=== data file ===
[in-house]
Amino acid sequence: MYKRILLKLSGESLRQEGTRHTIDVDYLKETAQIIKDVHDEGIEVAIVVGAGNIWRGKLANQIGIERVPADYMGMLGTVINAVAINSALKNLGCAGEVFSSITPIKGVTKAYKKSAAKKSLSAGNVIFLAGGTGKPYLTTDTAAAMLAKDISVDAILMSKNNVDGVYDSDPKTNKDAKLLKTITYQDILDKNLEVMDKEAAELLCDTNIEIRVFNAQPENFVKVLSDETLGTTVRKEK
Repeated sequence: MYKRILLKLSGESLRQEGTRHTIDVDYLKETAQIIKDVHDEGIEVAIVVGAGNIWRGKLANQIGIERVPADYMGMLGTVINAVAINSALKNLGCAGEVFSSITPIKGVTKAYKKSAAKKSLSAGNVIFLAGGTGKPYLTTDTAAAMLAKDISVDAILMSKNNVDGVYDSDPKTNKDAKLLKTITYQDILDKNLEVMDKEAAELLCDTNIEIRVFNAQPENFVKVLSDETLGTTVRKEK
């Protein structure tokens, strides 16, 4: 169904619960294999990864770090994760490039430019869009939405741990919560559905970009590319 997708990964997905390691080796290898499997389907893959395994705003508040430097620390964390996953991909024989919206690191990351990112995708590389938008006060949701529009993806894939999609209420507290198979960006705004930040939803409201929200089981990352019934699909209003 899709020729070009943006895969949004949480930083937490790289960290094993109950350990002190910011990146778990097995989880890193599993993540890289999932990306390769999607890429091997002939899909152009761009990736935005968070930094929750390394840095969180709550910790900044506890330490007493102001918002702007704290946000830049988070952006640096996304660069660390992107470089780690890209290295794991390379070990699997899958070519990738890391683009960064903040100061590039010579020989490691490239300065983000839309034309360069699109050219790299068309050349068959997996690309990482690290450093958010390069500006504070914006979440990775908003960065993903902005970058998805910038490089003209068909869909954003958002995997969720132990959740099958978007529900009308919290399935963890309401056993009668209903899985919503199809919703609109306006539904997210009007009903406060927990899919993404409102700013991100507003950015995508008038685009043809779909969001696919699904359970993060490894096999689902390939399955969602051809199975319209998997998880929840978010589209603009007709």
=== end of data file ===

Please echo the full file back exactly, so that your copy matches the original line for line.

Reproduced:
[in-house]
Amino acid sequence: MYKRILLKLSGESLRQEGTRHTIDVDYLKETAQIIKDVHDEGIEVAIVVGAGNIWRGKLANQIGIERVPADYMGMLGTVINAVAINSALKNLGCAGEVFSSITPIKGVTKAYKKSAAKKSLSAGNVIFLAGGTGKPYLTTDTAAAMLAKDISVDAILMSKNNVDGVYDSDPKTNKDAKLLKTITYQDILDKNLEVMDKEAAELLCDTNIEIRVFNAQPENFVKVLSDETLGTTVRKEK
Repeated sequence: MYKRILLKLSGESLRQEGTRHTIDVDYLKETAQIIKDVHDEGIEVAIVVGAGNIWRGKLANQIGIERVPADYMGMLGTVINAVAINSALKNLGCAGEVFSSITPIKGVTKAYKKSAAKKSLSAGNVIFLAGGTGKPYLTTDTAAAMLAKDISVDAILMSKNNVDGVYDSDPKTNKDAKLLKTITYQDILDKNLEVMDKEAAELLCDTNIEIRVFNAQPENFVKVLSDETLGTTVRKEK
């Protein structure tokens, strides 16, 4: 169904619960294999990864770090994760490039430019869009939405741990919560559905970009590319 997708990964997905390691080796290898499997389907893959395994705003508040430097620390964390996953991909024989919206690191990351990112995708590389938008006060949701529009993806894939999609209420507290198979960006705004930040939803409201929200089981990352019934699909209003 899709020729070009943006895969949004949480930083937490790289960290094993109950350990002190910011990146778990097995989880890193599993993540890289999932990306390769999607890429091997002939899909152009761009990736935005968070930094929750390394840095969180709550910790900044506890330490007493102001918002702007704290946000830049988070952006640096996304660069660390992107470089780690890209290295794991390379070990699997899958070519990738890391683009960064903040100061590039010579020989490691490239300065983000839309034309360069699109050219790299068309050349068959997996690309990482690290450093958010390069500006504070914006979440990775908003960065993903902005970058998805910038490089003209068909869909954003958002995997969720132990959740099958978007529900009308919290399935963890309401056993009668209903899985919503199809919703609109306006539904997210009007009903406060927990899919993404409102700013991100507003950015995508008038685009043809779909969001696919699904359970993060490894096999689902390939399955969602051809199975319209998997998880929840978010589209603009007709």